Ancient History, History, King of Hopelessness: A Study of Ruth

King of Hopelessness, pt 14 (4:8-10)

Now this was the custom in former times in Israel concerning redeeming and exchanging: to confirm a transaction, the one drew off his sandal and gave it to the other, and this was the manner of attesting in Israel. So when the redeemer said to Boaz, “Buy it for yourself,” he drew off his sandal.

Then Boaz said to the elders and all the people, “You are witnesses this day that I have bought from the hand of Naomi all that belonged to Elimelech and all that belonged to Chilion and to Mahlon. Also Ruth the Moabite, the widow of Mahlon, I have bought to be my wife, to perpetuate the name of the dead in his inheritance, that the name of the dead may not be cut off from among his brothers and from the gate of his native place. You are witnesses this day.” (4:7-10, ESV)

וְזֹאת לְפָנִים בְּיִשְׂרָאֵל עַל־הַגְּאוּלָּה וְעַל־הַתְּמוּרָה לְקַיֵּם כָּל־דָּבָר שָׁלַף אִישׁ נַעֲלוֹ וְנָתַן לְרֵעֵהוּ וְזֹאת הַתְּעוּדָה בְּיִשְׂרָאֵל׃
וַיֹּאמֶר הַגֹּאֵל לְבֹעַז קְנֵה־לָךְ וַיִּשְׁלֹף נַעֲלוֹ׃
וַיֹּאמֶר בֹּעַז לַזְּקֵנִים וְכָל־הָעָם עֵדִים אַתֶּם הַיּוֹם כִּי קָנִיתִי אֶת־כָּל־אֲשֶׁר לֶאֱלִימֶלֶךְ וְאֵת כָּל־אֲשֶׁר לְכִלְיוֹן וּמַחְלוֹן מִ‍יַּד נָעֳמִי׃
וְגַם אֶת־רוּת הַמֹּאֲבִיָּה אֵשֶׁת מַחְלוֹן קָנִיתִי לִי לְאִשָּׁה לְהָקִים שֵׁם־הַמֵּת עַל־נַחֲלָתוֹ וְלֹא־יִכָּרֵת שֵׁם־הַמֵּת מֵ‍עִם אֶחָיו וּמִ‍שַּׁעַר מְקוֹמוֹ עֵדִים אַתֶּם הַיּוֹם׃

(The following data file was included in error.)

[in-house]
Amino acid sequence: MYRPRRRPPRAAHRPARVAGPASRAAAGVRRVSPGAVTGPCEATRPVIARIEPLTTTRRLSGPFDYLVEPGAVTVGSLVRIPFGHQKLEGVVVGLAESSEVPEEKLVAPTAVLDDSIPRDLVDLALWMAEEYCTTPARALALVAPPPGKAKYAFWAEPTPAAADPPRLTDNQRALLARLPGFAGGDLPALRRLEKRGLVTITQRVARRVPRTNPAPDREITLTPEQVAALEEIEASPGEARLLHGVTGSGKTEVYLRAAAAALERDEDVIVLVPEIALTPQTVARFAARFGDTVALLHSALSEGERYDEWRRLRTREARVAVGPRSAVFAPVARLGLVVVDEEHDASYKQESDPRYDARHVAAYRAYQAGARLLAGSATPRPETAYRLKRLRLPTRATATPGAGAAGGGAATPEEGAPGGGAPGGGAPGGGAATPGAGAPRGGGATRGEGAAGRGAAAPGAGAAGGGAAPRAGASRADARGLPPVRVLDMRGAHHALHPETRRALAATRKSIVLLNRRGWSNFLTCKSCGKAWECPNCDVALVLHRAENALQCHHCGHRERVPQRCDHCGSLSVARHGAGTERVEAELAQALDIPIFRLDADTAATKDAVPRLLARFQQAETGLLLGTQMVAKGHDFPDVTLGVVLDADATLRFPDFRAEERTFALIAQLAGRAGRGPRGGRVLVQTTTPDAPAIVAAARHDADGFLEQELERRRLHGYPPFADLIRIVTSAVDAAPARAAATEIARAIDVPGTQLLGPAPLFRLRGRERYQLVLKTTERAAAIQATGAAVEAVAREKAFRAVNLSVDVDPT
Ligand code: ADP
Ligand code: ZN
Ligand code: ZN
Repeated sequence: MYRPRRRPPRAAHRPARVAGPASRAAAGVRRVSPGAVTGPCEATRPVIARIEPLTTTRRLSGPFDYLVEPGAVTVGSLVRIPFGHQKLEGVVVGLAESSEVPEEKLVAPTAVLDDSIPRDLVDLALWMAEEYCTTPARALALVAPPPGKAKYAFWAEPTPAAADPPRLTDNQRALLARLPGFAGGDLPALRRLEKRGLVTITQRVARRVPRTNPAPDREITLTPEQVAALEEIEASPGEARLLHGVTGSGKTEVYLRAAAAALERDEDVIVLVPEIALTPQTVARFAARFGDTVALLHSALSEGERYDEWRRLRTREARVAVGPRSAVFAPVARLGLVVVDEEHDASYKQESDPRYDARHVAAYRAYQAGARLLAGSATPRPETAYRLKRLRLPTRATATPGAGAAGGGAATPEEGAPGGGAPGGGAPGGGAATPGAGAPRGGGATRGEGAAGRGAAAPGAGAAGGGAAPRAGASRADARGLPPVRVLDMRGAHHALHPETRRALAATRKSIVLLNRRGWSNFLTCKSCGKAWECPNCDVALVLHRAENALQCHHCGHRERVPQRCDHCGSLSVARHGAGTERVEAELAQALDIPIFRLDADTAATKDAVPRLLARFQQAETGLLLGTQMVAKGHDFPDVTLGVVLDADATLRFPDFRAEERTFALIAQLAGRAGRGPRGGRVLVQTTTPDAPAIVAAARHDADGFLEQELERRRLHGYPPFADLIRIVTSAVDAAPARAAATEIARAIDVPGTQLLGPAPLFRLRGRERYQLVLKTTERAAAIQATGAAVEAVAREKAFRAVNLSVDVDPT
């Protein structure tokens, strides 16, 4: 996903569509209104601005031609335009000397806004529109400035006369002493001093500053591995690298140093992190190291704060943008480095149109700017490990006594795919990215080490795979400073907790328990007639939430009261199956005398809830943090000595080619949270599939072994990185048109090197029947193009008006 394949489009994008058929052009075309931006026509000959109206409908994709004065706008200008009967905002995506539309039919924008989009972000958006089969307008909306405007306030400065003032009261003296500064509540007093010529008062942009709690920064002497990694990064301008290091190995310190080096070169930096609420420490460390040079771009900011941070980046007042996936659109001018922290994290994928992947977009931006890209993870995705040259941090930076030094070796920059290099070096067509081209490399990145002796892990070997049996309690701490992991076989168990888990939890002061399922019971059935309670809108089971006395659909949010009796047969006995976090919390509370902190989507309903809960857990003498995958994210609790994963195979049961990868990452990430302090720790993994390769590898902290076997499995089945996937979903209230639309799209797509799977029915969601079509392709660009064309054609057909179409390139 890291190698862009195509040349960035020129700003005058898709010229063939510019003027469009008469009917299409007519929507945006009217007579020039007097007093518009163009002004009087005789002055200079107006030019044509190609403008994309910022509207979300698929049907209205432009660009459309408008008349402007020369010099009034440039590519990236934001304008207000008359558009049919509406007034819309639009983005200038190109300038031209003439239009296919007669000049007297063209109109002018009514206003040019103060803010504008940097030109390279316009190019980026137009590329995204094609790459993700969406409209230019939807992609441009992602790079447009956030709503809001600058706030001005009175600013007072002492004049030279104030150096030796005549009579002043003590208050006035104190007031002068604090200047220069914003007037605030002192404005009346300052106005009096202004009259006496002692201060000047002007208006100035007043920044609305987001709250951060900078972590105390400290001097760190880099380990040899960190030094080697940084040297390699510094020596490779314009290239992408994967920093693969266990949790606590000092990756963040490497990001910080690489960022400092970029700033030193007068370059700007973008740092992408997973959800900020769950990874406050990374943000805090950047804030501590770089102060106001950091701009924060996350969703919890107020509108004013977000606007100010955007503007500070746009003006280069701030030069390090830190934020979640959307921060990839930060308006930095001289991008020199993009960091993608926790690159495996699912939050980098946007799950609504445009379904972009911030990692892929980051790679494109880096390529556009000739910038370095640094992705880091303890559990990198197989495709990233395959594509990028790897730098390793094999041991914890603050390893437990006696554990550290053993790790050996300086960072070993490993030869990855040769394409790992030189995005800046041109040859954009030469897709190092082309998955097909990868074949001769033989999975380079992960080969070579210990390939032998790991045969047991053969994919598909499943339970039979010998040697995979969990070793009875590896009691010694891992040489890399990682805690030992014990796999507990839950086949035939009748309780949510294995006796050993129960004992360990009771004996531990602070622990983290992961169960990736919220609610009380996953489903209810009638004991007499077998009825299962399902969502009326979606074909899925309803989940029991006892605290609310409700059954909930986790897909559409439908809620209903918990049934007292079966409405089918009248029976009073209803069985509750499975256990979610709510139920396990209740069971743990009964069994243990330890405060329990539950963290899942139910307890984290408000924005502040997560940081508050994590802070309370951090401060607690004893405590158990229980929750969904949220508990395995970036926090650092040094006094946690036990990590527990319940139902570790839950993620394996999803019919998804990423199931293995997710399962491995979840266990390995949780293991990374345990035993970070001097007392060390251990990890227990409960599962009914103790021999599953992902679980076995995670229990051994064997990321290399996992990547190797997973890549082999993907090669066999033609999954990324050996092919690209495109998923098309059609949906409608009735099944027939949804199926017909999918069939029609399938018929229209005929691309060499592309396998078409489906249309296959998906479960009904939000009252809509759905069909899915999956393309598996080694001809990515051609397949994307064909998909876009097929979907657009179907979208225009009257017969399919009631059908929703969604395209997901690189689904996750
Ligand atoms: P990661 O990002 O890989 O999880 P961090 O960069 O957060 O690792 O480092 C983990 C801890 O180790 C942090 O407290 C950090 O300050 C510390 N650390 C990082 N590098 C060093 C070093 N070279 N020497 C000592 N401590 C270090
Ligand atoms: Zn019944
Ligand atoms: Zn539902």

The Sandal Thing. Perhaps this custom of taking off your shoe to seal a deal does not make a lot of sense to us, and it appears it did not make a whole lot of sense to the author of this book either. The custom is repeated in Deuteronomy 257-10 although it is possible that it is in Deuteronomy because it appears here in Ruth rather than the other way around. Deuteronomy contains a number of legal interpretations based on later events like the entire passage on the manners of a king (Deuteronomy 17).

There could be any number of reasons how this tradition came into be, but it probably has something to do with remaining where you are. By removing a shoe, you were insistent that this was your own decision to stand and refuse your claim on your kinsman’s property.

Then Boaz Said. Boaz’s proclamation is incredibly important for the rule of the House of David. He makes it clear that he purchased the belongings and heritage of Elimelech and his sons, and that he took Ruth as wife to perpetuate their legacy. By recording this statement in this way, the author validates David’s primacy. He explains why David’s family deserves to rule Judah and then supports that declaration with another declaration from the elders of Bethlehem in the next section.

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